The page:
The battle for the UK’s second-generation search and rescue (UKSAR2G) contract could be down to a straight fight between two of the world’s biggest helicopter operators.

Bristow Helicopters and CHC Helicopter have both confirmed that they submitted bids by the 8 October deadline set by the Maritime and Coastguard Agency (MCA).

HMCG Drone flight July 2021

Source: HM Coastguard

The MCA is seeking range of solutions for UKSAR2G

Neither has indicated which lots they have submitted offers for, although the pair were pre-qualified to bid on all four work packages: short- and long-range helicopter SAR operations (lots 1 and 2); fixed-wing pollution monitoring and surveillance (lot 3); and a combined solution (lot 4).

Bristow, the incumbent on the SAR contract, says it is “honoured to submit our proposal for the UKSAR2G contract”, while declining to provide further details.

But some aspects of its offer are revealed in recent financial filings, where it says the contract will require “up to 20 mixed fleet of medium/heavy [helicopters]”.

The heavy helicopters are almost certainly Sikorsky S-92s, given the lack of viable alternatives, while the medium-twins are probably Leonardo Helicopters AW139s, based on Bristow’s fleet categorisation.

Bristow uses a 10-base network to fulfil the current contract, operating 10 S-92s and 11 AW189s, a helicopter it typically classes as a super-medium.

For its part, CHC, which is partnered with Israeli firm Rafael for its bid, says: “Both companies have teamed to create an operationally and financially robust foundation, enabling a solution combining efficient and effective technological excellence with proven SAR expertise.

“The team has the capabilities to deliver today’s SAR requirements, as well as the agility to improve and adapt to future demands.”

CHC currently runs the SAR service in Ireland, where it operates a fleet of S-92s. It also has built up a substantial fleet of Airbus Helicopters H175s – a direct competitor of the AW189 – although these are used solely for oil and gas transport missions.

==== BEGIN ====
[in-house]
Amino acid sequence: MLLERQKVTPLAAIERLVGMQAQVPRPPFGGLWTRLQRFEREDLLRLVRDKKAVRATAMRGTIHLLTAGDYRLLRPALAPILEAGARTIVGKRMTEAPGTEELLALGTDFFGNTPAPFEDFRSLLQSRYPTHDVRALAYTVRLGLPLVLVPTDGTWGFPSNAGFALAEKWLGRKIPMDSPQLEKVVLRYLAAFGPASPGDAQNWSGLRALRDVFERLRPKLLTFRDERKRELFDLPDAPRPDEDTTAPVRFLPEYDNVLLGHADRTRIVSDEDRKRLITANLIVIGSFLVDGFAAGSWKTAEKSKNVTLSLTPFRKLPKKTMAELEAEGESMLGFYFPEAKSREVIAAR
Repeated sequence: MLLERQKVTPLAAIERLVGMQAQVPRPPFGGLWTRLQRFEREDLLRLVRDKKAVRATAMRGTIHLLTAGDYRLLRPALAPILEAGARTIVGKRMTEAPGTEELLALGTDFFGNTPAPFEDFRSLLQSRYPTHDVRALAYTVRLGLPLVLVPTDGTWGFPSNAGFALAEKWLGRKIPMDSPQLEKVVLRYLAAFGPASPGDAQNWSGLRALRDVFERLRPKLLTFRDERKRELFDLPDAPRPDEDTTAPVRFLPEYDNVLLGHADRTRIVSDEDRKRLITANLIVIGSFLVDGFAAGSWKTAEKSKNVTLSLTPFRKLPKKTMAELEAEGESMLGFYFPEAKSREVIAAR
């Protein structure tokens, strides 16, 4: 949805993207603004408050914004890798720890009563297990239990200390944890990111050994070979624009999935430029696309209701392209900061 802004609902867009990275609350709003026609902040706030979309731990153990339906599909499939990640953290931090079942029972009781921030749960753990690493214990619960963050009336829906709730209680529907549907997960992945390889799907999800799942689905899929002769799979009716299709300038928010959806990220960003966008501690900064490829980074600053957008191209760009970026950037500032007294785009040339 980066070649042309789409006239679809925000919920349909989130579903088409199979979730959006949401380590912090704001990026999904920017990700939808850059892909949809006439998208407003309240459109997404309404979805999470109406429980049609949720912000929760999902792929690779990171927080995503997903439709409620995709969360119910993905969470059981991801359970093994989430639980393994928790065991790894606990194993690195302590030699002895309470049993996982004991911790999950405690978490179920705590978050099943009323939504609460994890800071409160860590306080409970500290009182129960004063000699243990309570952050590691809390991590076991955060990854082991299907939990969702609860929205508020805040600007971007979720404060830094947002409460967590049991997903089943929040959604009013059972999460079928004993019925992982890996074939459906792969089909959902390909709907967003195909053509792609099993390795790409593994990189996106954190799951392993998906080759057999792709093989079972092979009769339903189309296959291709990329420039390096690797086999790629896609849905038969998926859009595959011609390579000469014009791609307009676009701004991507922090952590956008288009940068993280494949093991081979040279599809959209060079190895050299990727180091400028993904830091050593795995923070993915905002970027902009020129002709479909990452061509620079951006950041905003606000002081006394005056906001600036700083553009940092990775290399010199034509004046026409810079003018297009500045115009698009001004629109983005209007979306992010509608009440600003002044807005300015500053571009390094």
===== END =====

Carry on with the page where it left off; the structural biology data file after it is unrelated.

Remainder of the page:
Meanwhile, 2Excel Aviation confirms that it has bid for lot 3. It runs the current surveillance contract with a pair of Beechcraft King Airs and two modified Piper PA-31 Navajo aircraft.

“We are not taking anything for granted, but we have a proven track record of service delivery and innovation for the MCA and believe this will stand us in good stead for UKSAR2G,” says 2Excel.

“We have created a highly capable, integrated and value-for-money system. In lot 3 we are bidding both crewed and uncrewed aircraft and will be making some exciting announcements in the coming weeks.”

Elbit Systems UK, the sole remaining pre-qualified firm, has yet to verify whether it submitted an offer for lot 3.


Source: 108px/Shutterstock

S-92s are likely to continue in UK SAR role

But the list of competitors contains notable absentees. Outsourcing specialist Serco withdrew its interest barely a month after the MCA announced its list of pre-qualified bidders in June, where it was listed against all four lots. And Airbus Helicopters, which was also pre-qualified to bid on all four lots, announced on 8 October that it had opted not to compete, although it did not give any reasons for its decision.

“Airbus Helicopters is very disappointed to conclude that it was not in the best interests of the company to submit an offer”, it says.

Speculation had suggested a relationship issue with its UKSAR2G partner Draken Europe was behind the move, although both parties strenuously deny this is the case.

What is puzzling, however, is the MCA’s continued silence. It declines to say which operators have submitted bids, “because the procurement process is commercially sensitive”.

There also remains the question of whether the remaining bidders can deliver the innovative next-generation service envisaged by the agency when it launched the tender.

“If they had wanted more of the same then why didn’t they ask for it?” says one industry insider.

It has also indicated it expects UKSAR2G to be cheaper than the current SAR and fixed-wing surveillance solutions, posing a potential financial challenge for bidders.

Bristow and CHC competed for the £1.3 billion ($1.8 billion) deal – awarded in 2013 – which sought to privatise a service previously provided by the UK Royal Air Force and Royal Navy. 

According to the MCA’s timeline, it intends to award the UKSAR2G contract(s) in October 2022, leading to a phased service commencement from 2024.